Forced Connections

A s powerful as the traditional brainstorming is, it has a drawback: All the participants have a common understanding, a collective mind frame that traps them equally in the same box or comfort zone. They all think about the problem in the common terms, and as a result, the normal process of associations eventually becomes unproductive. This is when you need to switch to another Power Thinking technique: Forced Connections.
Forced connections are based on the brain’s ability to link two disparate items -such as words, objects , feelings, and ideas- and then use the new language generated by the linkages to think through the problem. It is called Forced Connections because it relies on random external triggers that force people to make a connection between the problem at hand and the trigger. These triggers cause people to broaden their perspective.
Triggers such as whimsical items (cards, toys, photos, etc.) might help to generate ideas by forcing an association between whatever objects they have chosen and the problem or situation they are working on. In this way an object introduces a new universe of potential cues from which to associate, spawning ideas that were not in the table before. Like brainstorming, forced connections are particularly useful when your group is blocked while trying to generate new ideas or to solve problems. In these circumstances it is usually imperative to introduce external triggers to get people thinking in new ways.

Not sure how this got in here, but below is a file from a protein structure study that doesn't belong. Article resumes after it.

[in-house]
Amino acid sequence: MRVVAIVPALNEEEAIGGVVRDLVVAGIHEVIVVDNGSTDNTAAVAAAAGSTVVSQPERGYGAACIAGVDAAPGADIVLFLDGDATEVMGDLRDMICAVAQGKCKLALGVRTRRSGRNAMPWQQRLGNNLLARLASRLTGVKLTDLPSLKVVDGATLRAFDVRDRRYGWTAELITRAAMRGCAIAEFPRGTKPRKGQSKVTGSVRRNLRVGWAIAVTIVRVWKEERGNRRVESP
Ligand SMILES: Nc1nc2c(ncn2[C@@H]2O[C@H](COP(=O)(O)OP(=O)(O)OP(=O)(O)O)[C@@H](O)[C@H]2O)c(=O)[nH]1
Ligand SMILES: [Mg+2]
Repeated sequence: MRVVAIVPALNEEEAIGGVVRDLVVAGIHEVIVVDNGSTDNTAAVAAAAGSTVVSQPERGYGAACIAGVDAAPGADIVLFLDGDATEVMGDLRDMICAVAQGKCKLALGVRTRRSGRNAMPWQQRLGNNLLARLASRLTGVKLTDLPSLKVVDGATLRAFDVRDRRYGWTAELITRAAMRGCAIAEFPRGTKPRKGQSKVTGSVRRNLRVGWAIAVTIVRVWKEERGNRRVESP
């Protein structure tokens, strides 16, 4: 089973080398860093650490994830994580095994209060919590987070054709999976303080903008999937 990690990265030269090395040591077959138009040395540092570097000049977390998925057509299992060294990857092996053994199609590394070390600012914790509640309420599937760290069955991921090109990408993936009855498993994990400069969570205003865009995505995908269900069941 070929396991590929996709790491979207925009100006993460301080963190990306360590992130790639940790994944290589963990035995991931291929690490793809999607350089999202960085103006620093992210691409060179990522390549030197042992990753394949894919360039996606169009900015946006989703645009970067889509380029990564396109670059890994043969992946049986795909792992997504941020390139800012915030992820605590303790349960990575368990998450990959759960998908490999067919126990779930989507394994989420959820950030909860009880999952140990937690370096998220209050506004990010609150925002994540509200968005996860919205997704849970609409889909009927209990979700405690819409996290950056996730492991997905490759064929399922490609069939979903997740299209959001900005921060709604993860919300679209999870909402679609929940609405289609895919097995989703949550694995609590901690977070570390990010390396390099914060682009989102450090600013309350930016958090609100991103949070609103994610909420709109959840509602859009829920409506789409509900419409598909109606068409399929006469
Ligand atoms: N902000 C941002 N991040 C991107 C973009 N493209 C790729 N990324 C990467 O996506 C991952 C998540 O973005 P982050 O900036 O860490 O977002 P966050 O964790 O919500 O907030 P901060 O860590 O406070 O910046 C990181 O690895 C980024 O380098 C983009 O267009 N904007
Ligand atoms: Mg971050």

There are several variations on the forced connection exercise. For example, you can hold a meeting with a bag filled with whimsical objects; or you can ask each participant in Round-robin fashion randomly to name an object; Don;t begin the connection process yet, simply write all objects down on an easel in front of the audience. Once everyone has named an object, repeat the round-robin, asking everyone to begin making connections and associations between the objects and the problem. Record the connections on the easel for all to see. If you want you can then ask for a second round of objects and repeat the process. This often adds a deeper level to the ideas generated. These variations will also increase the range of ideas on the problem solving table:
• Project a variety of pictures or photos on a screen or overhead projector.
• Ask each person to bring in an object.
• Open a dictionary to any page and pick out a word.
Implementing Forced Connections
1) Begin collecting items for your own idea bag. Go exploring in thrift stores, discount outlets, $0.99 stores, drugstores, and toy stores. Mail-order catalogs are another source of fun items. Emphasize amusing or weird objects that will surprise people and take them out of their usual frame of reference.
2) Conduct a forced connection meeting with people in your department or field to test out the power of this strategy for you. Place an easel in the room and write at the top of a clean page.
3) Write down a phrase that identifies a creative opportunity to a problem you face. Perhaps it is a new product or a process you would like to improve. Then randomly select objects from your idea bag or as provided by the participants, or use the dictionary to start the connection process. The more unrelated the are to the creative opportunity, the better. As you examine each object, imagine how it connects to your creative opportunity. For instance, if you pulled a plastic lion out of the bag, think of how a lion could help your project -literally and figuratively. Associate freely from what the lion symbolizes to each participant. Allow people to brainstorm without any judgement or criticism; you never know where an idea might lead. By the end of the session you are likely to have a list of new ideas for your project.

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